In order to investigate the role of HA in RhB degradation by the pyrite/H2O2/HA system, the concentration changes of Fetotal and Fe2+ in solution in pyrite/H2O2 and pyrite/H2O2/HA systems respectively with 800 mM EtOH (to prevent the reaction between Fe2+ and •OH via Equation 14) but without RhB (to exclude the effect of RhB on the determination of Fe2+ and Fetotal (Fig.S1a)) were examined. As exhibited in Figure 5(a), the concentration change of Fetotal in solution was almost the same in pyrite/H2O2 and pyrite/H2O2/HA systems, both increasing from about 8.0 mg L−1 at 0.5 min to 14.7 mg L−1 at 30 min. However, Fe2+ concentration in the pyrite/H2O2/HA system was about 3–5 times that of the pyrite/H2O2 system. The results revealed that HA can boost the Fe(II)/Fe(III) cycle in solution and then enhance RhB decolorization. Furthermore, to further verify the function of HA in the pyrite/H2O2/HA system, the concentration variation of H2O2 in pyrite/H2O2 and pyrite/H2O2/HA systems was compared (Figure 5(b)). This showed that H2O2 was completely decomposed within 12 min in the pyrite/H2O2/HA system. In contrast, the corresponding value was 68% in the pyrite/H2O2 system, suggesting that HA can accelerate the decomposition of H2O2 and thus generate more •OH radicals to improve the decolorization efficiency of RhB. In addition, considering the toxicity of HA, the concentration change of HA in the pyrite/H2O2/HA system was detected. The results (Figure 5(b)) revealed that complete decomposition of HA was achieved in just 8 min, showing the toxicity of HA can be quickly eliminated during the reaction process. Based on these results, the role of HA in the pyrite/H2O2/HA system was that it can accelerate the Fe(II)/Fe(III) cycle via the fast reaction with Fe3+ (Equation 11), and thus enhance the decomposition of H2O2 to produce more •OH radicals, and finally increase RhB decolorization efficiency.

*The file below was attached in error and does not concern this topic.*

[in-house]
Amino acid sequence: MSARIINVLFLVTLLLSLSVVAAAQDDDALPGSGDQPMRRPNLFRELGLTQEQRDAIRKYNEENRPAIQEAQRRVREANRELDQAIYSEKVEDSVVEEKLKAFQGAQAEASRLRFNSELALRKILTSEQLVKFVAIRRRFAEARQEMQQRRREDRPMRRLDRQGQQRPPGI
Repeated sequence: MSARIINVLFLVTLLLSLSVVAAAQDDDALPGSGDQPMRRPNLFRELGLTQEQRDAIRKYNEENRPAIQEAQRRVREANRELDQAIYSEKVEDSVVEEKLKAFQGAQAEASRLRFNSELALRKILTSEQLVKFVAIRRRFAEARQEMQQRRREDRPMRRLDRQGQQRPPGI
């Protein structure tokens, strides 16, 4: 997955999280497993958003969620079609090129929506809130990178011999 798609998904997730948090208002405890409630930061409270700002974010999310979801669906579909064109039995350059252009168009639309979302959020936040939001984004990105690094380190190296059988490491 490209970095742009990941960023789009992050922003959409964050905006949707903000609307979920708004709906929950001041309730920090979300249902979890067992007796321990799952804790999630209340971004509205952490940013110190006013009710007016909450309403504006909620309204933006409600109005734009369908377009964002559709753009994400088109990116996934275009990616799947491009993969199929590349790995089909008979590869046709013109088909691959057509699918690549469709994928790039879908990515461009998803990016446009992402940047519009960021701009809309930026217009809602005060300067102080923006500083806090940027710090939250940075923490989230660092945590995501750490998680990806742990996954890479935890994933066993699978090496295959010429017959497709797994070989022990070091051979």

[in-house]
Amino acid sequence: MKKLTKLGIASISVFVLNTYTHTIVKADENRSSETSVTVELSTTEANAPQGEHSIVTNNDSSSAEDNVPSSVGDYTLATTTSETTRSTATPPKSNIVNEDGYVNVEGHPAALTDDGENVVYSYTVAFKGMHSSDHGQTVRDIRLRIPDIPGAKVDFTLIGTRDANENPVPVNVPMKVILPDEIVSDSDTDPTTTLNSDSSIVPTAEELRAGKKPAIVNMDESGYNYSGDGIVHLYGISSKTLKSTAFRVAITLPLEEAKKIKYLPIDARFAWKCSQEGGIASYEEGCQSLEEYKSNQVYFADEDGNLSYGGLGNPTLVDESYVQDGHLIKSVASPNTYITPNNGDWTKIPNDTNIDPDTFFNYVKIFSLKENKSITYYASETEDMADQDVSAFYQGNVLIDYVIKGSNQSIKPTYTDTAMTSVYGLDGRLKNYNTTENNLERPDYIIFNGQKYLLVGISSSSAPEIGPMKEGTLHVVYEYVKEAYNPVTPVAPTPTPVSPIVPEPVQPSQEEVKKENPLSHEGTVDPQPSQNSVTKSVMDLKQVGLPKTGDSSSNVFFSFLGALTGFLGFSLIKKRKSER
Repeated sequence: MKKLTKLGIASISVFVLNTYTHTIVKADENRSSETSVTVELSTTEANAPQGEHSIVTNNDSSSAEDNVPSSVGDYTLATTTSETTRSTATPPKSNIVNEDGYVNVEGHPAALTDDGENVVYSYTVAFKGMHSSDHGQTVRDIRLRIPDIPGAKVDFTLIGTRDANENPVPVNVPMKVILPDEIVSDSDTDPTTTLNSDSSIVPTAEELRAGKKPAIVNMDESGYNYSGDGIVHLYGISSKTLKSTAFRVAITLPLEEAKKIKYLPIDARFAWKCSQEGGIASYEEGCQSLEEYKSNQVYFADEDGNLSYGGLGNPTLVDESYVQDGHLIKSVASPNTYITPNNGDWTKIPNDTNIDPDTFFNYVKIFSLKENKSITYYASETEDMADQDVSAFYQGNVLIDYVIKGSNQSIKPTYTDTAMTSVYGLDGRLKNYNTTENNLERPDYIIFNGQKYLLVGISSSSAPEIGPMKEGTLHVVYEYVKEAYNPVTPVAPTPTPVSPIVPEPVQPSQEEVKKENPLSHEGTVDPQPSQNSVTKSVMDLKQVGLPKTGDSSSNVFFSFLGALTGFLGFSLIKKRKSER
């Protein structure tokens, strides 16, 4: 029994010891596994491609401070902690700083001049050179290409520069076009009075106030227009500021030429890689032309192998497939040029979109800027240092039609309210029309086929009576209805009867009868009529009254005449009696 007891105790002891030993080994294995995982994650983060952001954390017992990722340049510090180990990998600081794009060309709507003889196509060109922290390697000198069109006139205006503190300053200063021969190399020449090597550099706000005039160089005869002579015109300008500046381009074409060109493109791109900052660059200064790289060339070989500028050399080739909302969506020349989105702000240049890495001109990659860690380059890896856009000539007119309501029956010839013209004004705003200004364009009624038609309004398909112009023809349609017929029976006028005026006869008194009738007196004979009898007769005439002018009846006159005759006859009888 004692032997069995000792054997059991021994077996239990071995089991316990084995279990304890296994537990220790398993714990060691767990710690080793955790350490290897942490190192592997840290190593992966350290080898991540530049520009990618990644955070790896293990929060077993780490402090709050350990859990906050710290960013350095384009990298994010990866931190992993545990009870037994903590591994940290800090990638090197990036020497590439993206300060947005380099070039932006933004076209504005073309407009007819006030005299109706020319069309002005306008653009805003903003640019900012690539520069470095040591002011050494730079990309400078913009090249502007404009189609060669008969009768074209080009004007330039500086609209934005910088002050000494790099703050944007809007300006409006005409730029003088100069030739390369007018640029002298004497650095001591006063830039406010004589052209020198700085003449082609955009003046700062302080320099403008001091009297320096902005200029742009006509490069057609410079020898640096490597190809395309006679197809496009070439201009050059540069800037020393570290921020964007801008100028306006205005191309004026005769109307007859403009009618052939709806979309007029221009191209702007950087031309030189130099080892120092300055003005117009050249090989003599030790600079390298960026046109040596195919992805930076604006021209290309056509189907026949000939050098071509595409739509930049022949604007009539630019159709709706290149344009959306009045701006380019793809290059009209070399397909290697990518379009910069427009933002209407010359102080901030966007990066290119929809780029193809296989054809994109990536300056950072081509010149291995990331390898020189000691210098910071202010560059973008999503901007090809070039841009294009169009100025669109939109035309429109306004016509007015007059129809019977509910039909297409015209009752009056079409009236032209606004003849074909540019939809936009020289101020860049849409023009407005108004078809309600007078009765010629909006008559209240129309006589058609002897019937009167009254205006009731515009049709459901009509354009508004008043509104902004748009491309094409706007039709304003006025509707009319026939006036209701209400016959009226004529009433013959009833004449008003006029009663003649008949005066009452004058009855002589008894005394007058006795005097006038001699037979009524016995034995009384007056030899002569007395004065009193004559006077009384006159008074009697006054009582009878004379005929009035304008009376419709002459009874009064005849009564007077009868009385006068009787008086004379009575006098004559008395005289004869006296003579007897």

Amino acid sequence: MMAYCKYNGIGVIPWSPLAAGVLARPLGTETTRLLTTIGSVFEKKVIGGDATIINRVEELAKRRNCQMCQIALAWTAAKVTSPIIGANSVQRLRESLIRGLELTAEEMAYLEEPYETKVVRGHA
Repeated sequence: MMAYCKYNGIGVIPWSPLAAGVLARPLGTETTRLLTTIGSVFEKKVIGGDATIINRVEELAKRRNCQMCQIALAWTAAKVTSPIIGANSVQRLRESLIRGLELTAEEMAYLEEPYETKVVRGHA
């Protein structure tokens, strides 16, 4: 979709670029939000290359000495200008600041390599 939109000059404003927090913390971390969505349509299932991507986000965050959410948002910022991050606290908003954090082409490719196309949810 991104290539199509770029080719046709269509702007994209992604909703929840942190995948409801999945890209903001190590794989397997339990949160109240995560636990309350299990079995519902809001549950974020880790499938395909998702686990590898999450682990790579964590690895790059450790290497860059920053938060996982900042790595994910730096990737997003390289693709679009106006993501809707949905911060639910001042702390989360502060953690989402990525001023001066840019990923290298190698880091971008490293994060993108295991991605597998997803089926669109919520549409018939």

Figure 5

(a) Concentration variations of Fetotal and Fe2+ in solution in the pyrite/H2O2/HA and pyrite/H2O2 systems with 800 mM EtOH but without RhB, (b) concentration changes of HA and H2O2 in pyrite/H2O2/HA system and H2O2 in pyrite/H2O2 system, and (c) reusability of pyrite for RhB decolorization in pyrite/H2O2/HA and pyrite/H2O2 systems.

Figure 5

(a) Concentration variations of Fetotal and Fe2+ in solution in the pyrite/H2O2/HA and pyrite/H2O2 systems with 800 mM EtOH but without RhB, (b) concentration changes of HA and H2O2 in pyrite/H2O2/HA system and H2O2 in pyrite/H2O2 system, and (c) reusability of pyrite for RhB decolorization in pyrite/H2O2/HA and pyrite/H2O2 systems.